The small intestine, which includes the duodenum, jejunum, and ileum, receives chyme from the stomach, bile from the liver, and digestive enzymes from the pancreas. Here, nutrients are hydrolyzed into an absorbable form; they are absorbed and transferred to blood and lymphatic capillaries. Undigested material is moved to the large intestine by peristalsis. The word small refers to diameter, not length: the small intestine is longer and narrower than the large intestine.
A. General Structure: The walls of the small intestine have the same layers as do the rest of the tract. A series of permanent folds, the plicae circulares (valves of Kerckring), composed of both submucosa and mucosa, extend into the lumen and increase the surface area about 3-fold. The main distinguishing features of the small intestine (as viewed through the microscope) are in the composition and organization of the mucosa.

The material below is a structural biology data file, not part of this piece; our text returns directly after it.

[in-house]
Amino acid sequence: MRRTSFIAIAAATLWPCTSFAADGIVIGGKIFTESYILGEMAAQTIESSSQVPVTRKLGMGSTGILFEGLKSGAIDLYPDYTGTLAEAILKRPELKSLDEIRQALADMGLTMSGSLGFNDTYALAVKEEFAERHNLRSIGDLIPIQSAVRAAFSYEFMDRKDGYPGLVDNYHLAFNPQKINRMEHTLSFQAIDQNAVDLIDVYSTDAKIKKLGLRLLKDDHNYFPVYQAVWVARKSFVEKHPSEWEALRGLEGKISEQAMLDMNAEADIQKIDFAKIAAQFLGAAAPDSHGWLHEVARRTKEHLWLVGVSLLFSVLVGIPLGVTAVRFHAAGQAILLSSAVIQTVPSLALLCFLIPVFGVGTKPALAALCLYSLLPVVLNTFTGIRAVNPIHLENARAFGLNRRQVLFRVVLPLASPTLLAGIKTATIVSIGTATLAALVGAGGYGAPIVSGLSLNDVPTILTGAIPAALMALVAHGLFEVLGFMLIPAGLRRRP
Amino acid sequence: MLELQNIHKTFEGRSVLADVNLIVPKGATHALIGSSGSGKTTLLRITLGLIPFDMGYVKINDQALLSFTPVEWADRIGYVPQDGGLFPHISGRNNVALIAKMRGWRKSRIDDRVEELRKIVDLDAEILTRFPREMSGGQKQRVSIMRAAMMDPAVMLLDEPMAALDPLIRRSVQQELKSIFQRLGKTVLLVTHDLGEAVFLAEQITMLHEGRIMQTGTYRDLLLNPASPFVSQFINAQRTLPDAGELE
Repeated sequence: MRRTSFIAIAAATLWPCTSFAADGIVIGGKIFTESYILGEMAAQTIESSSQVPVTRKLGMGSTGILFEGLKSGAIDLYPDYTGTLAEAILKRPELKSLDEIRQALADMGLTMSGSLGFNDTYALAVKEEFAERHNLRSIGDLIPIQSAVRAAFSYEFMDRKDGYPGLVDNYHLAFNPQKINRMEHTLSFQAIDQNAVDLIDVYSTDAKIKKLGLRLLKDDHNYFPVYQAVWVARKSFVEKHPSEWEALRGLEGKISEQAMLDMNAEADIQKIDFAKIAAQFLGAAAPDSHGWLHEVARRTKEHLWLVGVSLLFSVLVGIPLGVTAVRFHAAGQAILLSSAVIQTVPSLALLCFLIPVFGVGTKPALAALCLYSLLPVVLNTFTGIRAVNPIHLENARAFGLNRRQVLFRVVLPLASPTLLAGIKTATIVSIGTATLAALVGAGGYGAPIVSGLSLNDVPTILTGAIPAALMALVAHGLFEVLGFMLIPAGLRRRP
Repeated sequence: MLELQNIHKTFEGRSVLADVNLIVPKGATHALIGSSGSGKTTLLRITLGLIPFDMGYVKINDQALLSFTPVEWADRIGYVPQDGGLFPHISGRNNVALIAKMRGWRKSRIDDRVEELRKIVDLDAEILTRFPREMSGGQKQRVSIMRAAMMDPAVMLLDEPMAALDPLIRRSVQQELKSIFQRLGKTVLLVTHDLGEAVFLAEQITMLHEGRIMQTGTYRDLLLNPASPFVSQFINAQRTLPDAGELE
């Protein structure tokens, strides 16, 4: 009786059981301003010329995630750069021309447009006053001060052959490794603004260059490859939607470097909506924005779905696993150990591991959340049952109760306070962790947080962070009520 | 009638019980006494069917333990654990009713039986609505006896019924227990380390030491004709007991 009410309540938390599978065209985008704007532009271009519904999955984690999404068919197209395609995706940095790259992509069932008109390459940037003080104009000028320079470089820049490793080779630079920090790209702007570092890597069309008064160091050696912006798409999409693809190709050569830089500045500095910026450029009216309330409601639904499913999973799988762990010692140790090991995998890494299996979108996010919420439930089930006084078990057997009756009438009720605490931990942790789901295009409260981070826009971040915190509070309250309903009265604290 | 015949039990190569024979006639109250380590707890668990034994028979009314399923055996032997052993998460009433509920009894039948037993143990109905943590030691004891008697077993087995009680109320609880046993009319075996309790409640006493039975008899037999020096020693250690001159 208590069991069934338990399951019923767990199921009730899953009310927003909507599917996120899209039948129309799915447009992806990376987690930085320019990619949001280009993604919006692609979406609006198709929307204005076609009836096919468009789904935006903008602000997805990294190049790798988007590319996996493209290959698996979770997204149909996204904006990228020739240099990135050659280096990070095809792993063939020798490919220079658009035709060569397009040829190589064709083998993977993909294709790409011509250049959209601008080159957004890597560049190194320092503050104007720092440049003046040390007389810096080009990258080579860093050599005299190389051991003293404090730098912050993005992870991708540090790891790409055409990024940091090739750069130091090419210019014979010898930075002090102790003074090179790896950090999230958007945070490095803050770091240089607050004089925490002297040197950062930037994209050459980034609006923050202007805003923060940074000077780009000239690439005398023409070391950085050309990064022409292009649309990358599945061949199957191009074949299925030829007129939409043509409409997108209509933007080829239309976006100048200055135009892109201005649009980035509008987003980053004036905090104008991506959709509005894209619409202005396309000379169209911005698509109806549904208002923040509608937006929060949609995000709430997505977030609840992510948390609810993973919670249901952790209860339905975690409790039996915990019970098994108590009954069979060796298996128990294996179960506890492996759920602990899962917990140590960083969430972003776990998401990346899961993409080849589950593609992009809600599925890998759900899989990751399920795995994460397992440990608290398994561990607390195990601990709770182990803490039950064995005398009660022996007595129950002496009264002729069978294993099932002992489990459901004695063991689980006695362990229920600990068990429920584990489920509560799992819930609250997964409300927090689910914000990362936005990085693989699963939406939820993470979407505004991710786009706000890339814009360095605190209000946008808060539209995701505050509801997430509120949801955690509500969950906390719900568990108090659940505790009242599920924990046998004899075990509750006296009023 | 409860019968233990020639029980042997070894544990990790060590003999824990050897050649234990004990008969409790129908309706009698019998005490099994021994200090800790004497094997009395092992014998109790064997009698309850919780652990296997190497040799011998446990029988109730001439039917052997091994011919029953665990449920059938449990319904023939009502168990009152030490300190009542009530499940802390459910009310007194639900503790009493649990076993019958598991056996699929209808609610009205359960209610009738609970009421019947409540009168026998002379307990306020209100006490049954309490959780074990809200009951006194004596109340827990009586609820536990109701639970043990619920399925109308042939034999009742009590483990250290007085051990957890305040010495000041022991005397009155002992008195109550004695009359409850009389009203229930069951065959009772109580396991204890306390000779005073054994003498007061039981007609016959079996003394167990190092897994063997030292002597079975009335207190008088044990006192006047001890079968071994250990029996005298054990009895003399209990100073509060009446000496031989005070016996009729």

B. Mucosa of the Small Intestine: This consists of simple columnar epithelium with goblet cells, underlain by a lamina propria and separated from the submucosa by a muscularis mucosae.

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